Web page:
Background checks rile professors
As incoming college freshmen fret about roommates and rosters this month, incoming faculty may be glancing back warily at their own college days, hoping that certain youthful indiscretions - or worse - will remain forgotten.Skip to next paragraph
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Criminal background checks, standard practice for new hires in much of the working world, have invaded the upper echelons of higher education. Now the professors, once vouched for by clubby collegial networks, increasingly undergo scrutiny all too familiar outside academia. They are not happy.
Cheap technology is pushing aside good judgment, says Jonathan Knight of the American Association of University Professors.
While conceding that security investigations make sense for some academics - those who work with children or with biological agents, for instance - he believes the suspicion that everyone may have something to hide dampens morale without predicting future crime. "Why the professor of medieval poetry should go through this is hard to understand," he says.
As in the outside world, fears of terrorism and workplace violence, along with widespread misrepresentation of credentials, fuel the rush to investigate. Some favor taking any step that might make life safer for a student. Others believe the breakdown of trust inherent in the background-check mentality poses a far more serious threat.
Much of the furor is fueled by the discovery last summer that college professor Paul Krueger spent four years teaching at Penn State University before the school learned that he had murdered three fishermen 40 years earlier.
The sensational case prompted universities nationwide to look hard at their hiring practices, and led a Pennsylvania legislator to introduce a bill requiring criminal background checks for professors hired by universities and colleges in the state. "If a triple murderer is in the classroom, it makes you wonder who else is in the classroom," said Rep. Matt Baker, who introduced the bill.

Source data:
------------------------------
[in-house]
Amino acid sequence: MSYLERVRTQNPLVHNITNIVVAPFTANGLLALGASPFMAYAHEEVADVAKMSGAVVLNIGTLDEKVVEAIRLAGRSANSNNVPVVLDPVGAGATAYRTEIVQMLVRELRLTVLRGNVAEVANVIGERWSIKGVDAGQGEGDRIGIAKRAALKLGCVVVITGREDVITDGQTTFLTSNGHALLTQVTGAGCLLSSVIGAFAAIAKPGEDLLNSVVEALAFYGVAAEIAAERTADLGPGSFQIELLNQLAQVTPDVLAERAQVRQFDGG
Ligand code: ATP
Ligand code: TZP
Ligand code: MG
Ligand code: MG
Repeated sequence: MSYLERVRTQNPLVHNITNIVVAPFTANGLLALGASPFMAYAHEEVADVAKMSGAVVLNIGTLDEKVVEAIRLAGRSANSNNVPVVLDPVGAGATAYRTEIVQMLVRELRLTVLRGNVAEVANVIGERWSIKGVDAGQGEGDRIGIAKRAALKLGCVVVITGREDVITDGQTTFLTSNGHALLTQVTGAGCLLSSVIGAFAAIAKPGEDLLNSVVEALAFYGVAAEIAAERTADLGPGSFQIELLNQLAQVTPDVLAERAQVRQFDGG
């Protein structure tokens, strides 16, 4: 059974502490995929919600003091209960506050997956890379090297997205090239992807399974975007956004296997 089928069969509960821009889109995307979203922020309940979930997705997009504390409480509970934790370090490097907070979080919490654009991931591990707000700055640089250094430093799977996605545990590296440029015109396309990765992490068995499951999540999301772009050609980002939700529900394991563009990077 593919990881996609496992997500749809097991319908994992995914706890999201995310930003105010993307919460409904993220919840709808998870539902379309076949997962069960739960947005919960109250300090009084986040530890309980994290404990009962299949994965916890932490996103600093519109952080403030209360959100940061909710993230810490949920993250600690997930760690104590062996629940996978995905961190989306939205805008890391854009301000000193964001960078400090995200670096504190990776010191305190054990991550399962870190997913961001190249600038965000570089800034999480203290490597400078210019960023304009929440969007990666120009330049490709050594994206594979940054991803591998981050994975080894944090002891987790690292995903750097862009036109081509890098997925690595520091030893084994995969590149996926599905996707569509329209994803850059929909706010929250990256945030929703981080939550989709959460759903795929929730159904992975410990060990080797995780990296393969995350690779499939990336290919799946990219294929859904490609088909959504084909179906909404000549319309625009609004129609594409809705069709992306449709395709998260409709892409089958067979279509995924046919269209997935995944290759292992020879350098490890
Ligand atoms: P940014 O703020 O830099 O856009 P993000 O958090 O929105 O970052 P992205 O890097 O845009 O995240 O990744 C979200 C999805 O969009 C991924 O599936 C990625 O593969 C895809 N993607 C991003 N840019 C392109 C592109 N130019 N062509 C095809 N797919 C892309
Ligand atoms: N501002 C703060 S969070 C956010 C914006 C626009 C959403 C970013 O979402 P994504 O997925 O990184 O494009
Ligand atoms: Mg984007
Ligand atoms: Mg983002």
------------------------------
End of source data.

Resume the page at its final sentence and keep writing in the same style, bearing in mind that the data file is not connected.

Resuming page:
Student-on-student crime actually accounts for the bulk of campus crime, with most of the rest attributed to out-siders, says Daniel Carter, senior vice president of Security on Campus, a watchdog and victim advocacy organization. But, he argues, "given the level of trust and access they have, it would be prudent" to investigate faculty.
Focusing on faculty, however, might give a false sense of security, and divert attention and resources from the more real threat posed by other students, counters Pennsylvania lawmaker Greg Vitali. He believes Baker's bill is driven by sensationalism and will harm recruiting efforts, and favors leaving the decision up to individual colleges.
"In judiciary hearings, no one could cite a single instance of a college professor who had a criminal record ever doing harm to a student," says Mr. Vitali.
The checks themselves are of questionable merit. One criminology study showed that a private firm, given a list of 120 people known to be on parole or probation, found criminal records for only 56 of them. Doing slightly better, the FBI found records for 87.